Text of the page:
From source: The Soka Gakkai Dictionary of Buddhism
            Nam-myoho-renge-kyo!

            Comment


              arrogance
              [慢] (Skt.: mana; Jpn.: man; Pali.: mana)


              In Buddhism, a function of the mind that obstructs Buddhist practice and the way to enlightenment. Arrogance means to hold oneself to be higher than and to look down upon others, and therefore hinders correct judgment. Buddhism discerned the functions and pitfalls of an arrogant mind, and various Buddhist writings define seven, eight, and nine types of arrogance. A number of figures representing arrogance appear throughout the Buddhist scriptures as well, such as the five thousand arrogant persons in the Lotus Sutra and the Great Arrogant Brahman in The Record of the Western Regions. Expressions such as "the banner of arrogance" and "the banner of pride" are also found in Buddhist writings.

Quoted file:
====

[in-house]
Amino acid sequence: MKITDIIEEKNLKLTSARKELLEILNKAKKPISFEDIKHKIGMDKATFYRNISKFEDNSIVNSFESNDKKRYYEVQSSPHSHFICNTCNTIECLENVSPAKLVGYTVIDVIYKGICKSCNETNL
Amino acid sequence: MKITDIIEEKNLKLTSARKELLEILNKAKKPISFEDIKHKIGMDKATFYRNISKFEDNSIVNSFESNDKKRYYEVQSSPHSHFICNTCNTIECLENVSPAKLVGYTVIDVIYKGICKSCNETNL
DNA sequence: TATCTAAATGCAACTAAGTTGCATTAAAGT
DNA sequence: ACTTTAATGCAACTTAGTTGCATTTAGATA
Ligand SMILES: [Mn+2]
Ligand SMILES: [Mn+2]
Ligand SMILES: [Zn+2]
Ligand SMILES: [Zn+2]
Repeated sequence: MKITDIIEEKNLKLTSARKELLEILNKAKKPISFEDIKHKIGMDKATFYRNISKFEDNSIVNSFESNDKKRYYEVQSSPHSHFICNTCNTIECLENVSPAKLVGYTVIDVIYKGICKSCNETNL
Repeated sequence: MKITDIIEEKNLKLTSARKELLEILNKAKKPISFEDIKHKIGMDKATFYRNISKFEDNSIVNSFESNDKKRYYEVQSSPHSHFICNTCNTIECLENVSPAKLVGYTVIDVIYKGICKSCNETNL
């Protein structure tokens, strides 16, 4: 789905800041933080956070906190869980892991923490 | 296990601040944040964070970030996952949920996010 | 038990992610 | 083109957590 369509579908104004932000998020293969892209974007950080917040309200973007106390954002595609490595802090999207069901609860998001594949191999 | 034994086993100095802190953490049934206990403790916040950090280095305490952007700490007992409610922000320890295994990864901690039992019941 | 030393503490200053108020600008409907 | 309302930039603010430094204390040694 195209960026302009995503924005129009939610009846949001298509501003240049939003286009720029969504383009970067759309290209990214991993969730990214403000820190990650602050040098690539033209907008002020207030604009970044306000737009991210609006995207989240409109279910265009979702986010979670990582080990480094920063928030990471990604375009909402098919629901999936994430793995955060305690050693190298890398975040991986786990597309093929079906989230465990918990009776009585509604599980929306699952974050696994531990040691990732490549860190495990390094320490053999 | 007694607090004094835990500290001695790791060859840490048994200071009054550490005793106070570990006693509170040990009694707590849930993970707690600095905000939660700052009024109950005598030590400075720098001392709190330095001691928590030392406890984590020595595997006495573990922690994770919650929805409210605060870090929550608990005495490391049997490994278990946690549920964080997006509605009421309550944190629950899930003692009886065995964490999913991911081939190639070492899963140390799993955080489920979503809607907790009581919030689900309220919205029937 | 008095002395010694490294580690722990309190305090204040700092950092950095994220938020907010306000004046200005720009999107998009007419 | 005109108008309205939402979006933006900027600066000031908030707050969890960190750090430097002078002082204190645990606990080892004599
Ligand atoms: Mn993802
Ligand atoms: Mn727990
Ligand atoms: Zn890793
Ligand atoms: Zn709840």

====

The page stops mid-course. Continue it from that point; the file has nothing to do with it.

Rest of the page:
See also: Great Arrogant Brahman; five thousand arrogant persons; nine types of arrogance

              Great Arrogant Brahman
              [大慢婆羅門] (Jpn.: Daiman-baramon)


              (n.d.) A Brahman in the kingdom of Malava in India, described in The Record of the Western Regions, Hsüan-tsang's record of his travels through Central Asia and India in the seventh century. Having mastered a great many Buddhist and non-Buddhist scriptures, he was overly proud of his erudition and boasted that he surpassed all scholars of the past, present, and future. He made four statues-one each of the Hindu gods Maheshvara, Vishnu, and Narayana, and one of the Buddha-and used them as the pillars of his preaching platform, asserting that his wisdom far surpassed that of these four. He was defeated in debate, however, by Bhadraruchi, a Mahayana Buddhist monk of western India. The king of Malava realized that he had been completely deceived by the Brahman and sentenced him to death. The Brahman was spared his life at Bhadraruchi's request to the king. Consumed by rancor against Bhadraruchi, however, the Great Arrogant Brahman slandered him and the Mahayana teachings when Bhadraruchi came to visit. According to The Record of the Western Regions, while he was still spewing abuse, the earth split open and he fell into hell alive.

              five thousand arrogant persons
              [五千の上慢] (Jpn.: gosen-no-joman)